Occupational Therapy What Does It Entail
Occupational therapy to improve daily living helps people of all ages live more fully, and cope with health issues, by helping them learn new ways to perform activities they find meaningful. OTs help patients overcome obstacles that can lead to depression and a sense of helplessness, as well as manage chronic conditions like diabetes and arthritis. The career requires strong written and verbal communication skills, as well as the ability to collaborate with other healthcare professionals. Those who have a love for helping others, are patient and empathetic to their clients’ high and low points, as well as the many obstacles they may face along the way, can thrive in this profession.
OTs work in a variety of settings, including private practice, hospitals, community centers, home health agencies, shelters and free clinics. Many also travel to the homes of their clients, visiting them in their own environment and assisting them with tasks such as bathing or cooking.
In addition to providing treatment in a clinical setting, some OTs are involved in advocacy and research initiatives. They can also teach classes and supervise students pursuing an OT degree. Some therapists choose to move into management roles or even open their own practices. Others go on to complete a doctorate program and become professors in their field.
As the baby boomer generation continues to age, demand for OT services will continue to grow. According to the Bureau of Labor Statistics, OTs are expected to see much faster than average job growth over the next decade.
While the majority of OTs work in health care facilities and community organisations, some are employed by private companies and public sector organisations such as education, housing, police and fire services, as well as voluntary organisations. Some also have their own independent practices, and can offer a flexible schedule for those looking for a part-time role or those caring for loved ones at home.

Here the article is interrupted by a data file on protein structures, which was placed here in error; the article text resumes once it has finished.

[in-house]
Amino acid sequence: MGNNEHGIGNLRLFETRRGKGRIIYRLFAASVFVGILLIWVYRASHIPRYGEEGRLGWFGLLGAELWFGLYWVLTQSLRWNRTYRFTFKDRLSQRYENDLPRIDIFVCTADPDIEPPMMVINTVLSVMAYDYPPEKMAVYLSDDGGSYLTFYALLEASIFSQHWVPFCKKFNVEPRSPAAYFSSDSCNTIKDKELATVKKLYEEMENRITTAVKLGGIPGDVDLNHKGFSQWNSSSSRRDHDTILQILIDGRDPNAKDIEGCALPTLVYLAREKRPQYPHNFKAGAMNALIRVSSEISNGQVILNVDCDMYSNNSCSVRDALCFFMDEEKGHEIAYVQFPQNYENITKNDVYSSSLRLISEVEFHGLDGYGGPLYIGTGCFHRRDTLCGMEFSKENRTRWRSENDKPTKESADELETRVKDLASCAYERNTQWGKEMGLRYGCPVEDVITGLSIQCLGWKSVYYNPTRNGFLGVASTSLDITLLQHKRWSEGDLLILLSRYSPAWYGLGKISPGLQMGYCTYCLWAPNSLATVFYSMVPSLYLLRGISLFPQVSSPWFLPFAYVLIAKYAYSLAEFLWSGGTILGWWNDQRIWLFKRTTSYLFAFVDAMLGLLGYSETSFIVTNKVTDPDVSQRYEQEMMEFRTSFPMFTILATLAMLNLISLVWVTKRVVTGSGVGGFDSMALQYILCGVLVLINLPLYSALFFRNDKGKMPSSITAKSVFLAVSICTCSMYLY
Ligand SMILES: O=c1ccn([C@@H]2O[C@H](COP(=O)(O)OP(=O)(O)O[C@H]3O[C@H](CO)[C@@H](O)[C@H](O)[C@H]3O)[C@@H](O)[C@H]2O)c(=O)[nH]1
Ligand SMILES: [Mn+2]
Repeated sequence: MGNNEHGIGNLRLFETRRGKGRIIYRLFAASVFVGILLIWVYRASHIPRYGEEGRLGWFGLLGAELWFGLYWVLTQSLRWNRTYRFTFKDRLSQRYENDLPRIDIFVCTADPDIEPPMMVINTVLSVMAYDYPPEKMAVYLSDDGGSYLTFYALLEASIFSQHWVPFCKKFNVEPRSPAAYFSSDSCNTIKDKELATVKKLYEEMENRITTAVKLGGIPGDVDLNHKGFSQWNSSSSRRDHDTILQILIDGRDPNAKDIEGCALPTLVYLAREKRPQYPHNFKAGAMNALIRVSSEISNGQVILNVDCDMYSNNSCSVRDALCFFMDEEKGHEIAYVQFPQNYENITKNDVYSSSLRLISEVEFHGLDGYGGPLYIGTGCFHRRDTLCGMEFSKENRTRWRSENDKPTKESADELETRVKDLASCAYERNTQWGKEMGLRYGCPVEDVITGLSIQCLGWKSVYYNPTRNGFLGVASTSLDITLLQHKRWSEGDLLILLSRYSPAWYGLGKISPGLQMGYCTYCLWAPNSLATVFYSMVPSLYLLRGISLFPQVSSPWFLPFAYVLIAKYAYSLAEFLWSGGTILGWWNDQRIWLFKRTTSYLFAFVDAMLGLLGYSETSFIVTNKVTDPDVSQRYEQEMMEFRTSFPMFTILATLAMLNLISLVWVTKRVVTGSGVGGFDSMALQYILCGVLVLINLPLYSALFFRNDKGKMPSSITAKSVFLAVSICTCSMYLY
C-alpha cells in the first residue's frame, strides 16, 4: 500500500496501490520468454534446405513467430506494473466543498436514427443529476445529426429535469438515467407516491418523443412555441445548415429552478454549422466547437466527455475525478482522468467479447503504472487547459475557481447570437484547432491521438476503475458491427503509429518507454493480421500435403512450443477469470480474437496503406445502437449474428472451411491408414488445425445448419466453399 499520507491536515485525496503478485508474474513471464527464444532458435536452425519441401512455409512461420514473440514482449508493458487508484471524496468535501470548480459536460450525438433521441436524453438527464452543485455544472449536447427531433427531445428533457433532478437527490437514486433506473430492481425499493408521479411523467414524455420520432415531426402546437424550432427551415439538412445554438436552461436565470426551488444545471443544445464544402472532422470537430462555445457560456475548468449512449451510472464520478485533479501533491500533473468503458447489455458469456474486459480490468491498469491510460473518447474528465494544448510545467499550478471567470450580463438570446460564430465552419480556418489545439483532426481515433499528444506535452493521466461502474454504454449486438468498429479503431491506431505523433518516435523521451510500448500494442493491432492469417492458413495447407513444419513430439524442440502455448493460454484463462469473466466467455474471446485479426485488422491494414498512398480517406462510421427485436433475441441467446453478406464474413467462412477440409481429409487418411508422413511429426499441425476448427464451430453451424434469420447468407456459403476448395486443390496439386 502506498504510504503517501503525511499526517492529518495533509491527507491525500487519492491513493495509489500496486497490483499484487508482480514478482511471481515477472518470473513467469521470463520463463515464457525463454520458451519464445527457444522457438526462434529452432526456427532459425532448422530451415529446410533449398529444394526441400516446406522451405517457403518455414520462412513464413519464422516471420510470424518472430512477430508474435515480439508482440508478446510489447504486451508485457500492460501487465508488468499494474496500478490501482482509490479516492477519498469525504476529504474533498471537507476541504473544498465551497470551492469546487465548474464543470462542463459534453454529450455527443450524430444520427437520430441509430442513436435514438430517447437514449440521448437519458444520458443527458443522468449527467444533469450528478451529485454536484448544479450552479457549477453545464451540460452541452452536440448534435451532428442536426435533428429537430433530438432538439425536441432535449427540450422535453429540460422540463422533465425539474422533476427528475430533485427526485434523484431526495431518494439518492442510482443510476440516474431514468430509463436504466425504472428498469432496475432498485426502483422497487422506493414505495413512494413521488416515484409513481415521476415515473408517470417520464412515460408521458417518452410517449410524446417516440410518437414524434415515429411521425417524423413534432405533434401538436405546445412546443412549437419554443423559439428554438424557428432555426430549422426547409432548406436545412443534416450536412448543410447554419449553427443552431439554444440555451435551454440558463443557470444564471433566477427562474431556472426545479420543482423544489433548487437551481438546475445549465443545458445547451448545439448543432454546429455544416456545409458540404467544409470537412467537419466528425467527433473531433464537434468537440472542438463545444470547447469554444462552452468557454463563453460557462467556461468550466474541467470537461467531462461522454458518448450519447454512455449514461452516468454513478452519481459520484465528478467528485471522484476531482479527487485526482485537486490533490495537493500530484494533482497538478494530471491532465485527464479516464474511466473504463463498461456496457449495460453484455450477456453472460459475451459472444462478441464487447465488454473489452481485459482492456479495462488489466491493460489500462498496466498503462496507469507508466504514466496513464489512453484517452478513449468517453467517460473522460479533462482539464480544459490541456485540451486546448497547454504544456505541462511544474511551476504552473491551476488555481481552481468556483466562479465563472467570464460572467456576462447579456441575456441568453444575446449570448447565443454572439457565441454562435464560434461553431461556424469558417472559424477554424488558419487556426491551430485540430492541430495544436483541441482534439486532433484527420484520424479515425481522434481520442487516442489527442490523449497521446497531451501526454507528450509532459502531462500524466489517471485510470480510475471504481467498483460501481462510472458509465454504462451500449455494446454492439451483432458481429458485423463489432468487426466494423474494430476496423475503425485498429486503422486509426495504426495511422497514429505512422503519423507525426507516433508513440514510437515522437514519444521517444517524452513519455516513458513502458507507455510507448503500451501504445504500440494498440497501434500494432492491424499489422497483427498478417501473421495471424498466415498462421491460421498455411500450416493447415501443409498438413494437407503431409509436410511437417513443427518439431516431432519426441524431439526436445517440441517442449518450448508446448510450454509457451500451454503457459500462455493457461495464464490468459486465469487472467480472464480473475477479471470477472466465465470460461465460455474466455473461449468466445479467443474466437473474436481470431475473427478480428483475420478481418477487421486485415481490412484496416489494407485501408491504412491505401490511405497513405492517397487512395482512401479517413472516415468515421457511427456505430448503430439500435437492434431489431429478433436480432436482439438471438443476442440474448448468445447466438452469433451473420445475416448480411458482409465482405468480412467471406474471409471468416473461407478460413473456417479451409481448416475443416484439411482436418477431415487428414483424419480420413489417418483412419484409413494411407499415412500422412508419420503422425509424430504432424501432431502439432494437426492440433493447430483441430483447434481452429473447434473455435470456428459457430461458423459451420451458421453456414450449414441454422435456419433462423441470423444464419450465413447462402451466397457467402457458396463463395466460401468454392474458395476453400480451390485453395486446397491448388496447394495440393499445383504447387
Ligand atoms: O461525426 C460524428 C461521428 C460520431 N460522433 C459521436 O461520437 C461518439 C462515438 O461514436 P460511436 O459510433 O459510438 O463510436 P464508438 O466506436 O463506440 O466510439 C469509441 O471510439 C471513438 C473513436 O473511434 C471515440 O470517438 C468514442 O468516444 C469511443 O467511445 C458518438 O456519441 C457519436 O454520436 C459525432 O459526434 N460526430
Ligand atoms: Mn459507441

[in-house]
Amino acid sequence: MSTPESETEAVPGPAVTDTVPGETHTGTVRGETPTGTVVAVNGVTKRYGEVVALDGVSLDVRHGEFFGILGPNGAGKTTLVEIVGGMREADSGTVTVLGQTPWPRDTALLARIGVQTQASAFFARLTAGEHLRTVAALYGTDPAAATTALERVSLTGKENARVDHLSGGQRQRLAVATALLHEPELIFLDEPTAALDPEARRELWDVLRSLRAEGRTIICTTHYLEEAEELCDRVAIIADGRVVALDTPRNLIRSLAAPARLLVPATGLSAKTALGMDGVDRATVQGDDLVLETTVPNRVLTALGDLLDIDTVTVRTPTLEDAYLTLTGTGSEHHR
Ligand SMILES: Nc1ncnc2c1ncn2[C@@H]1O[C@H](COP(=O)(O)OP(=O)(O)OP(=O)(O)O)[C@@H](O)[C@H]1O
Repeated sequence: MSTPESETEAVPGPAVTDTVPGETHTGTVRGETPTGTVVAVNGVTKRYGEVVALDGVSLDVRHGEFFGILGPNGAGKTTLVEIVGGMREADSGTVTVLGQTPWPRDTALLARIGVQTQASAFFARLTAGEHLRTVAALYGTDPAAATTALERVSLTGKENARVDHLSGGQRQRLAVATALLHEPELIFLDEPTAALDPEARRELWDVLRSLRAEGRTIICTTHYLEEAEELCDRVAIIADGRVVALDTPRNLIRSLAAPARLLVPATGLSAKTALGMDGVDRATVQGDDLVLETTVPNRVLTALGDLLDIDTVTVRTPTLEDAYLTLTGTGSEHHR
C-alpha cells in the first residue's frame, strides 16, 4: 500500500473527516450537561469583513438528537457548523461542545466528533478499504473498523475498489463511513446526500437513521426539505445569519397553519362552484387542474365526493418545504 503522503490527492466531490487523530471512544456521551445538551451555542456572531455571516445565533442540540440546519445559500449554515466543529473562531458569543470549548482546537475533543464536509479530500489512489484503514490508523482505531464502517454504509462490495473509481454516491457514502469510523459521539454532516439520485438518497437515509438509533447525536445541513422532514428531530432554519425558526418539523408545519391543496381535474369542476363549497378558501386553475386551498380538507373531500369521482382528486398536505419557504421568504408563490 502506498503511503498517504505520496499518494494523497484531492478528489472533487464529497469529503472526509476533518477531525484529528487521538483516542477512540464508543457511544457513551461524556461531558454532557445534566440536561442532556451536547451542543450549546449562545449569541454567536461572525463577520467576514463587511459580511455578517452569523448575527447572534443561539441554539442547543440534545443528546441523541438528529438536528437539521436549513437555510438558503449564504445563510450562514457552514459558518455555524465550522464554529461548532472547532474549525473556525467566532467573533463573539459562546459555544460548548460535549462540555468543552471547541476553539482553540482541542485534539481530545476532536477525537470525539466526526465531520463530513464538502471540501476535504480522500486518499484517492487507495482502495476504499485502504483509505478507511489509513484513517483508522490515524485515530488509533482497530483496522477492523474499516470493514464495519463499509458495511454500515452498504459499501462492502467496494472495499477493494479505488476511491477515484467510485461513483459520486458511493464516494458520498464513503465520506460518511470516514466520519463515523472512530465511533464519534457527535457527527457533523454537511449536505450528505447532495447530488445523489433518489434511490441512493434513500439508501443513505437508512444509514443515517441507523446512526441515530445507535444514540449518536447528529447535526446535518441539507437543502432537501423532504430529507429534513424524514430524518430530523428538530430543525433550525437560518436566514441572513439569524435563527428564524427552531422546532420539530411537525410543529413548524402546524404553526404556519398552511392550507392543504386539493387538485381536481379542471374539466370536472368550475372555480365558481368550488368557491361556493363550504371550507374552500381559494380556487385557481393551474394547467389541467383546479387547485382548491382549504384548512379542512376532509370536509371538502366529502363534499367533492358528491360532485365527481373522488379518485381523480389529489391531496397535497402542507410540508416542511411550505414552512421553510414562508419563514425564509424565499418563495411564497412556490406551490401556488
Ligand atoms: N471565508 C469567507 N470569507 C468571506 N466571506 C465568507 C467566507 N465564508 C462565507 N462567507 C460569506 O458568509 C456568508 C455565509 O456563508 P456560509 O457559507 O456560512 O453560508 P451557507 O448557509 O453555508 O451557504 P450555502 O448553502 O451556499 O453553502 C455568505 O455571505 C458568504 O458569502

Regardless of the setting, all OT practitioners must be able to understand the unique challenges that their clients are facing. They must be able to provide treatment tailored specifically to each individual, and help them engage in activities they find meaningful and fulfilling.
The scope of the field is wide, and OTs can be found working with children who have autism or motor skill difficulties; those recovering from an injury such as a stroke, traumatic brain injury, or limb loss; and senior citizens struggling with the transition to aging in place.
Occupational therapy is a highly respected profession with an excellent reputation for providing compassionate care to all who need it. The best OTs have the skills and training necessary to deliver a holistic approach to rehabilitation, incorporating physical, social, and emotional needs. The best OTs are dedicated to their clients’ progress and are not afraid to challenge the status quo. They are aware of the many injustices that exist in the world around them, and how these issues can impact their client’s occupational engagement.